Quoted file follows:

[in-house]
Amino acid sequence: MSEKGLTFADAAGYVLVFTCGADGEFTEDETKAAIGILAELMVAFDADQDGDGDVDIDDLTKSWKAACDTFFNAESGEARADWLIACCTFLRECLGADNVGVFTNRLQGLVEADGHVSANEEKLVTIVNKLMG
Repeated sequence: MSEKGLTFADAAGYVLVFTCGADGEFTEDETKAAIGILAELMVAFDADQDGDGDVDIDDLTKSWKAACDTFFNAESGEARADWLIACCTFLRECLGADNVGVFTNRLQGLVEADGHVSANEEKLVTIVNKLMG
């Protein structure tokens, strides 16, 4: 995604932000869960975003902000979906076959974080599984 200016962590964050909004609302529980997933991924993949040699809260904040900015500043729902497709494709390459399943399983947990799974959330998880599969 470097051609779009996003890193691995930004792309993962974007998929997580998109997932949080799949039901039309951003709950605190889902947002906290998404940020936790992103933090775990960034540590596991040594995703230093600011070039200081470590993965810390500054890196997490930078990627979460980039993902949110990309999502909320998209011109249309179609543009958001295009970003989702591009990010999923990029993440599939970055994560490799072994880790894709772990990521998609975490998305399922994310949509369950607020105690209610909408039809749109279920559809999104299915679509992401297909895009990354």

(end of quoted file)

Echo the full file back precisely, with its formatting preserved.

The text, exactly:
[in-house]
Amino acid sequence: MSEKGLTFADAAGYVLVFTCGADGEFTEDETKAAIGILAELMVAFDADQDGDGDVDIDDLTKSWKAACDTFFNAESGEARADWLIACCTFLRECLGADNVGVFTNRLQGLVEADGHVSANEEKLVTIVNKLMG
Repeated sequence: MSEKGLTFADAAGYVLVFTCGADGEFTEDETKAAIGILAELMVAFDADQDGDGDVDIDDLTKSWKAACDTFFNAESGEARADWLIACCTFLRECLGADNVGVFTNRLQGLVEADGHVSANEEKLVTIVNKLMG
């Protein structure tokens, strides 16, 4: 995604932000869960975003902000979906076959974080599984 200016962590964050909004609302529980997933991924993949040699809260904040900015500043729902497709494709390459399943399983947990799974959330998880599969 470097051609779009996003890193691995930004792309993962974007998929997580998109997932949080799949039901039309951003709950605190889902947002906290998404940020936790992103933090775990960034540590596991040594995703230093600011070039200081470590993965810390500054890196997490930078990627979460980039993902949110990309999502909320998209011109249309179609543009958001295009970003989702591009990010999923990029993440599939970055994560490799072994880790894709772990990521998609975490998305399922994310949509369950607020105690209610909408039809749109279920559809999104299915679509992401297909895009990354």